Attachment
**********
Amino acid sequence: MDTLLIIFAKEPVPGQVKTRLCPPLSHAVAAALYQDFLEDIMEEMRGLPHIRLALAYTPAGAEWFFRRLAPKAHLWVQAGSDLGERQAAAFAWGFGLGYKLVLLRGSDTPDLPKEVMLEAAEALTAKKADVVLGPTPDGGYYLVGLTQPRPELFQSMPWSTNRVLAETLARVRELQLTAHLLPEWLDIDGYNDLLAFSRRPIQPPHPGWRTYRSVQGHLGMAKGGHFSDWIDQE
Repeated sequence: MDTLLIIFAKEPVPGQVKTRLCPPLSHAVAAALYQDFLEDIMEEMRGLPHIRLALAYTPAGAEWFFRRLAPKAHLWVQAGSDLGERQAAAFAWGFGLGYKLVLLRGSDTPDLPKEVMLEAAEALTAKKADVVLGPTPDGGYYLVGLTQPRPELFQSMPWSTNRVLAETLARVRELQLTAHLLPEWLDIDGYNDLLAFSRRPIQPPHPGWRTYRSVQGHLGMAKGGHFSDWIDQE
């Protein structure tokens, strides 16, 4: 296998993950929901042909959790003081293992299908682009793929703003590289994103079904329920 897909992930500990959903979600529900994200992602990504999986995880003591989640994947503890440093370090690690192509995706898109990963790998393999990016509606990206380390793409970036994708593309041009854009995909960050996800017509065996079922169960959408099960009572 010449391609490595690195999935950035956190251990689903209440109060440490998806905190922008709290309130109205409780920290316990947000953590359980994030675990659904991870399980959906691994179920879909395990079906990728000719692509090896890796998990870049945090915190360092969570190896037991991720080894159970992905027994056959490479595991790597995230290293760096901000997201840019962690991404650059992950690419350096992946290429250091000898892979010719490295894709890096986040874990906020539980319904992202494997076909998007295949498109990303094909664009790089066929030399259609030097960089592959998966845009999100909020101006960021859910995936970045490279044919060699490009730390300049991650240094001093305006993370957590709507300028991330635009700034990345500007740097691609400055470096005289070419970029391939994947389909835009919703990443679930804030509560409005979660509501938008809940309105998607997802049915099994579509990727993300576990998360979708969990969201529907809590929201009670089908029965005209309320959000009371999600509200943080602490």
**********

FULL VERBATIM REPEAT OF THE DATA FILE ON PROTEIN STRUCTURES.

Amino acid sequence: MDTLLIIFAKEPVPGQVKTRLCPPLSHAVAAALYQDFLEDIMEEMRGLPHIRLALAYTPAGAEWFFRRLAPKAHLWVQAGSDLGERQAAAFAWGFGLGYKLVLLRGSDTPDLPKEVMLEAAEALTAKKADVVLGPTPDGGYYLVGLTQPRPELFQSMPWSTNRVLAETLARVRELQLTAHLLPEWLDIDGYNDLLAFSRRPIQPPHPGWRTYRSVQGHLGMAKGGHFSDWIDQE
Repeated sequence: MDTLLIIFAKEPVPGQVKTRLCPPLSHAVAAALYQDFLEDIMEEMRGLPHIRLALAYTPAGAEWFFRRLAPKAHLWVQAGSDLGERQAAAFAWGFGLGYKLVLLRGSDTPDLPKEVMLEAAEALTAKKADVVLGPTPDGGYYLVGLTQPRPELFQSMPWSTNRVLAETLARVRELQLTAHLLPEWLDIDGYNDLLAFSRRPIQPPHPGWRTYRSVQGHLGMAKGGHFSDWIDQE
């Protein structure tokens, strides 16, 4: 296998993950929901042909959790003081293992299908682009793929703003590289994103079904329920 897909992930500990959903979600529900994200992602990504999986995880003591989640994947503890440093370090690690192509995706898109990963790998393999990016509606990206380390793409970036994708593309041009854009995909960050996800017509065996079922169960959408099960009572 010449391609490595690195999935950035956190251990689903209440109060440490998806905190922008709290309130109205409780920290316990947000953590359980994030675990659904991870399980959906691994179920879909395990079906990728000719692509090896890796998990870049945090915190360092969570190896037991991720080894159970992905027994056959490479595991790597995230290293760096901000997201840019962690991404650059992950690419350096992946290429250091000898892979010719490295894709890096986040874990906020539980319904992202494997076909998007295949498109990303094909664009790089066929030399259609030097960089592959998966845009999100909020101006960021859910995936970045490279044919060699490009730390300049991650240094001093305006993370957590709507300028991330635009700034990345500007740097691609400055470096005289070419970029391939994947389909835009919703990443679930804030509560409005979660509501938008809940309105998607997802049915099994579509990727993300576990998360979708969990969201529907809590929201009670089908029965005209309320959000009371999600509200943080602490």